It used to be that we could not imagine a rose without its thorns. We risked the pain to bask in their undeniable beauty. But now, those of us who may be particularly wary of thorns have more options than ever. Plant breeders have developed many thornless varieties of rose. Here are three top varieties of roses without thorns. So go ahead: toss aside your gardening gloves, and proceed without fear of those nasty thorns.
1) Smooth Buttercup Thornless. This variety has won praise from gardeners worldwide, winning numerous competitions and prizes. The Smooth Buttercup is a compact floribunda that produces clusters of beautiful bright golden yellow blossoms. The Smooth Buttercup Thornless is a repeat bloomer, providing a beautiful display throughout the growing season. The blossoms also produce a light, sweet fragrance.
The Smooth Buttercup Thornless is just one variety in the popular Smooth Touch Thornless rose series. Developed in California by Harvey Davidson of Western Sun Roses in 1962, the Smooth Touch Series has been popular with consumers ever since. All roses in the Smooth Touch series are 95-100% thorn free. Thorn free roses are particularly appropriate for elderly gardeners, young children, and individuals who may be susceptible to injury due to an impaired lymphatic system. Smooth Touch donates part of their profits to cancer research organizations.
2) The Banksias Rose (Rosa banksias lutea) is another excellent nearly thornless variety that has been a hit with gardeners since it was introduced in Kew Gardens nearly two centuries ago. The yellow Banksias Rose nearly bubbles over with blooms during its two month flowering season. It blooms in early autumn (September and October) in a swirl of fluffy butter-yellow nearly double bloom flowers. Although the flowers themselves are not very large, the number of small blooms creates an astounding display.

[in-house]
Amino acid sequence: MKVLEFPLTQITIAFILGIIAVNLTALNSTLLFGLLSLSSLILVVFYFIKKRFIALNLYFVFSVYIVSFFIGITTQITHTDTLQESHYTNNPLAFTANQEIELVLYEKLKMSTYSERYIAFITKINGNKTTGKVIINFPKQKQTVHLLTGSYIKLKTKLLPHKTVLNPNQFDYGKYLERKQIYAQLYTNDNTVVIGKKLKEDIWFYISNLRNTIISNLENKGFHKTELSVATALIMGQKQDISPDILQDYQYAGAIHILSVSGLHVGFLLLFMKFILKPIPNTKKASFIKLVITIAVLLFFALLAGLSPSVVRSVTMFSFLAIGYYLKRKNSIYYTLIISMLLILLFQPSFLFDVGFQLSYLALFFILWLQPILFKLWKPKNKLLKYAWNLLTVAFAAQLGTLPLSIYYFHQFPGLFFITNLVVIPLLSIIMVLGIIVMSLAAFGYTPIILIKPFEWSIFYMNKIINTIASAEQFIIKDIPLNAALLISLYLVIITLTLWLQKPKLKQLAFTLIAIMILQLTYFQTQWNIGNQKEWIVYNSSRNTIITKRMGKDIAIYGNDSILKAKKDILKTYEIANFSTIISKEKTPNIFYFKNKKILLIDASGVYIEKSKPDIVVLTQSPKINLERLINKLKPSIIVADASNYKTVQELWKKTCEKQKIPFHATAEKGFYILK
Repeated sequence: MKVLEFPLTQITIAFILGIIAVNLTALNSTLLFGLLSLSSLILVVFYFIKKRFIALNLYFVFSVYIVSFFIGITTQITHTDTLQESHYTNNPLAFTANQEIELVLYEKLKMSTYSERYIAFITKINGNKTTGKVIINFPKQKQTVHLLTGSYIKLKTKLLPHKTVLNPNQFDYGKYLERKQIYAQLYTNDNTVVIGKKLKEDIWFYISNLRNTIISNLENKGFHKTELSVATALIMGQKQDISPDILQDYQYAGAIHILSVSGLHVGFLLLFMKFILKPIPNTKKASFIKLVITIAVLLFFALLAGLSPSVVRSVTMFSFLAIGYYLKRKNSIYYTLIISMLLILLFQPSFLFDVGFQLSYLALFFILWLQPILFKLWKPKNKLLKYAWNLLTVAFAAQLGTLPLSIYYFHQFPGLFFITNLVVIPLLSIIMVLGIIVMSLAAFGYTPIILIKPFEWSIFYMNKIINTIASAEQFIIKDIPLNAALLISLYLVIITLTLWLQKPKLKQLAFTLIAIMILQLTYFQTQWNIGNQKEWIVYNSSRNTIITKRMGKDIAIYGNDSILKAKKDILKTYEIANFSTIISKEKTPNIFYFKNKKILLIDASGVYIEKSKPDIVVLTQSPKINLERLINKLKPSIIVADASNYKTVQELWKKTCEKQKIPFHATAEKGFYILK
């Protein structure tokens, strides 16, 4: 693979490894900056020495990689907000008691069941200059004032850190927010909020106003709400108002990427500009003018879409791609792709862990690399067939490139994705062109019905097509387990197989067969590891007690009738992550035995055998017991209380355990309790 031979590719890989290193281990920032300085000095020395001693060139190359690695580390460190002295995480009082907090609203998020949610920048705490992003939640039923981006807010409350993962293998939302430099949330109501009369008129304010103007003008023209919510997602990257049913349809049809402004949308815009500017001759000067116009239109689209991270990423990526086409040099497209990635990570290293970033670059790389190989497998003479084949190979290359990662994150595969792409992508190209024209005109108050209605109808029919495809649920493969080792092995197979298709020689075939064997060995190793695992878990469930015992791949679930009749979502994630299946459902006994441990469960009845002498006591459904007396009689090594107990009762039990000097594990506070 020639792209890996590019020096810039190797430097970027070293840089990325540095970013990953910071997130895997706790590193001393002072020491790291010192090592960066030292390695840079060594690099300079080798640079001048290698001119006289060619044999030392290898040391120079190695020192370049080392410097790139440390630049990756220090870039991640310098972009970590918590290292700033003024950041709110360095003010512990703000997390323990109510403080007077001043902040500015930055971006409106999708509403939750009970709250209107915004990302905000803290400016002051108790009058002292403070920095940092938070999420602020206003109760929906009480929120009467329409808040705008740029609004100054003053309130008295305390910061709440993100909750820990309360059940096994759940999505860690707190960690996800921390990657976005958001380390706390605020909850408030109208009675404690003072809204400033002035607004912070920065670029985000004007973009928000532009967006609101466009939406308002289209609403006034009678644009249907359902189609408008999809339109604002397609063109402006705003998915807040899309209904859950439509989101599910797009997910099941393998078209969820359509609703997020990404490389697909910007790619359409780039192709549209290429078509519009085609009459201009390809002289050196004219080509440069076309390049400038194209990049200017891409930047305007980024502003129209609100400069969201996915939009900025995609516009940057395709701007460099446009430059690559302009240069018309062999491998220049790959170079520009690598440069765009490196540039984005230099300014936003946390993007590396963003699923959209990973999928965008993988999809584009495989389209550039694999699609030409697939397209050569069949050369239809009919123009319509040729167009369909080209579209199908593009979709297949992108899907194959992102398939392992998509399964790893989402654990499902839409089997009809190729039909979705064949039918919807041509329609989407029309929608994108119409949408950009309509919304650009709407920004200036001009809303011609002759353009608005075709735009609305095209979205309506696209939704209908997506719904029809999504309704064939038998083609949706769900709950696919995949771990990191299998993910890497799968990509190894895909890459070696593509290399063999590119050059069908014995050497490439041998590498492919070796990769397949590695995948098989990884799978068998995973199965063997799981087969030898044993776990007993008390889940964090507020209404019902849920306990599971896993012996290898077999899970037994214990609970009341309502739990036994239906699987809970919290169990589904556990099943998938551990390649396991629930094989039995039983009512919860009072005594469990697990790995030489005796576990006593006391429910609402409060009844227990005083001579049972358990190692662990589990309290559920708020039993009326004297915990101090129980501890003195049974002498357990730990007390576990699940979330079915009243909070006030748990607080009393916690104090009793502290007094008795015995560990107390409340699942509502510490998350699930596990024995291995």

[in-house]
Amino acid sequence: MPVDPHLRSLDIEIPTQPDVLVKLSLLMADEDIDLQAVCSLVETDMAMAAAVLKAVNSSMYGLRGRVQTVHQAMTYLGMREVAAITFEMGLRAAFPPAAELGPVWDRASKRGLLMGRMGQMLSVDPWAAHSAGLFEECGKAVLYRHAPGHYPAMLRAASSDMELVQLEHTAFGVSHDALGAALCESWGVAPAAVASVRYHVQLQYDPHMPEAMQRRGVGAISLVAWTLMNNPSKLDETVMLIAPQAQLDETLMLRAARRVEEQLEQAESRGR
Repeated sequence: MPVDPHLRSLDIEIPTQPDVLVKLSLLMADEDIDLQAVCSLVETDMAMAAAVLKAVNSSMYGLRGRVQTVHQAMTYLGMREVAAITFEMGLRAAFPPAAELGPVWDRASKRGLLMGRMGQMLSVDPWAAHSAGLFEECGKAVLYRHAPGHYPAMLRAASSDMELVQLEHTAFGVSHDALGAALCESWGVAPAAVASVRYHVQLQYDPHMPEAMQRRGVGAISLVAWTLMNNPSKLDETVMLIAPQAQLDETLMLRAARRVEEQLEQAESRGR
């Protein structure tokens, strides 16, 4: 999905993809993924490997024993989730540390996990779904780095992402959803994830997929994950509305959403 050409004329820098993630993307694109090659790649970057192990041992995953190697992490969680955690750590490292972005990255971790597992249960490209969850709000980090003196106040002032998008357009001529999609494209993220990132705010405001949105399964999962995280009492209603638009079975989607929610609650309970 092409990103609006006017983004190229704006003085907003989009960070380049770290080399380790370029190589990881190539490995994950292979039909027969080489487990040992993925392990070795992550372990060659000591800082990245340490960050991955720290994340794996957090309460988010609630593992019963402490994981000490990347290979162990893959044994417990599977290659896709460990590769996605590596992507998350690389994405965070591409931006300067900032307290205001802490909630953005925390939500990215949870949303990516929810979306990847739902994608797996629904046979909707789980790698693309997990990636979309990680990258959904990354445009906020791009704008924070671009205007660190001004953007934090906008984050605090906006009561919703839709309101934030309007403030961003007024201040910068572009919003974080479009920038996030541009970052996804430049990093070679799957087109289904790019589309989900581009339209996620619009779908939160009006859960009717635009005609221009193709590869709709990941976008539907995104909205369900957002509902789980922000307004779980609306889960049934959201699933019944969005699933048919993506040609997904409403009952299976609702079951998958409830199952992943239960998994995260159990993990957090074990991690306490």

The yellow Banksias Rose is a rambling, free-flowing type of grower, but it is easy to trim and keep in place because it is nearly thornless. Unlike more conventional roses, the yellow Banksias must not be pruned in winter. Rather, it should be trimmed in summer, after it has bloomed. The flowers of the Banksias Rose are produced on the wood from the previous growing season, so pruning in winter would result in cutting away the new season's buds and flowering wood.
The Banksias Rose admired by gardeners worldwide for its ease of growth and care. This rose bush is almost completely disease resistant. It will not require regular doses of fungicide sprays, and is not particularly fond of being fed with commercial fertilizers very often. Plant the Banksias Rose in relatively fertile, well-drained soil in a nice sunny location. Let it grow freely, clipping any wayward growth, or train it to climb alongside a trellis or wall.
3) Perhaps the most popular nearly thornless variety of rose is the Zephirine Drouhin. Named after the wife of a French rose enthusiast, the Zephirine Drouhin is a beautiful Bourbon rose that should be planted in a location where you can really enjoy its strong and sweet fragrance. The Zephirine Drouhin is a moderate climber, generally reaching heights of 10 to 12 feet, although gardeners report it can climb much higher. You can train this lovely rose bush to grow on a trellis, archway, or along the rails of a veranda or porch patio. Because it is nearly thornless, the Zephirine Drouhin is relatively easy to handle. It produces a profusion of large, dark pink blossoms that bloom from May to the first frost.
The Zephirine Drouhin rose bush is famous for its shade tolerance. It is best grown in moist, slightly acidic soil in full sun or part shade. The Zephirine Drouhin needs good air circulation for vigorous growth and to help control fungal diseases. For best flowering and to ensure the greatest disease resistance, plant Zephirine Drouhin in full sun. It should be pruned during the dormant season, and dead leaves surrounding the plant should be collected and destroyed to prevent disease. Zephirine Drouhin, like many other rose varieties, is susceptible to mildew, black spot, rust, and Rose rosette. During the active growing season, be sure to remove spent blossoms and mulch thoroughly each spring to retain moisture during the hot months
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